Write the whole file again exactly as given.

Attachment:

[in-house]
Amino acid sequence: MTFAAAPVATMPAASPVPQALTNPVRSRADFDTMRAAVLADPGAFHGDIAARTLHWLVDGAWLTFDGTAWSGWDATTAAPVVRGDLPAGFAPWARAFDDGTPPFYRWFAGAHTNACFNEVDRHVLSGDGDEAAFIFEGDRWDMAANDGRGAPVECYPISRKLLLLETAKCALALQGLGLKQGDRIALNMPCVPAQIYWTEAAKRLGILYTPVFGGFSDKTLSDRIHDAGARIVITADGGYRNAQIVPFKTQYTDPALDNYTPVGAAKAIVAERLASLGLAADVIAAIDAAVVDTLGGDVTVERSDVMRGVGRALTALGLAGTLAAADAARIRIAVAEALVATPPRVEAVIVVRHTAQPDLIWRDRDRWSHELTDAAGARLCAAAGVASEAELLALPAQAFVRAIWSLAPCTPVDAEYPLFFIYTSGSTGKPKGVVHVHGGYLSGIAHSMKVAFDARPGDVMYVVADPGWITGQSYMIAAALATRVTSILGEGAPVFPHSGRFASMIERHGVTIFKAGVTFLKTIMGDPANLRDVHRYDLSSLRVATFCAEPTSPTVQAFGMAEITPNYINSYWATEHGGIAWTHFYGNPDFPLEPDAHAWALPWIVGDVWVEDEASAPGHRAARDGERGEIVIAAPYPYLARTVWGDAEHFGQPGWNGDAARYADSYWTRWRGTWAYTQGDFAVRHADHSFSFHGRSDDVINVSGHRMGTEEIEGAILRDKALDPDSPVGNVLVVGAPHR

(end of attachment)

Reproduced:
[in-house]
Amino acid sequence: MTFAAAPVATMPAASPVPQALTNPVRSRADFDTMRAAVLADPGAFHGDIAARTLHWLVDGAWLTFDGTAWSGWDATTAAPVVRGDLPAGFAPWARAFDDGTPPFYRWFAGAHTNACFNEVDRHVLSGDGDEAAFIFEGDRWDMAANDGRGAPVECYPISRKLLLLETAKCALALQGLGLKQGDRIALNMPCVPAQIYWTEAAKRLGILYTPVFGGFSDKTLSDRIHDAGARIVITADGGYRNAQIVPFKTQYTDPALDNYTPVGAAKAIVAERLASLGLAADVIAAIDAAVVDTLGGDVTVERSDVMRGVGRALTALGLAGTLAAADAARIRIAVAEALVATPPRVEAVIVVRHTAQPDLIWRDRDRWSHELTDAAGARLCAAAGVASEAELLALPAQAFVRAIWSLAPCTPVDAEYPLFFIYTSGSTGKPKGVVHVHGGYLSGIAHSMKVAFDARPGDVMYVVADPGWITGQSYMIAAALATRVTSILGEGAPVFPHSGRFASMIERHGVTIFKAGVTFLKTIMGDPANLRDVHRYDLSSLRVATFCAEPTSPTVQAFGMAEITPNYINSYWATEHGGIAWTHFYGNPDFPLEPDAHAWALPWIVGDVWVEDEASAPGHRAARDGERGEIVIAAPYPYLARTVWGDAEHFGQPGWNGDAARYADSYWTRWRGTWAYTQGDFAVRHADHSFSFHGRSDDVINVSGHRMGTEEIEGAILRDKALDPDSPVGNVLVVGAPHR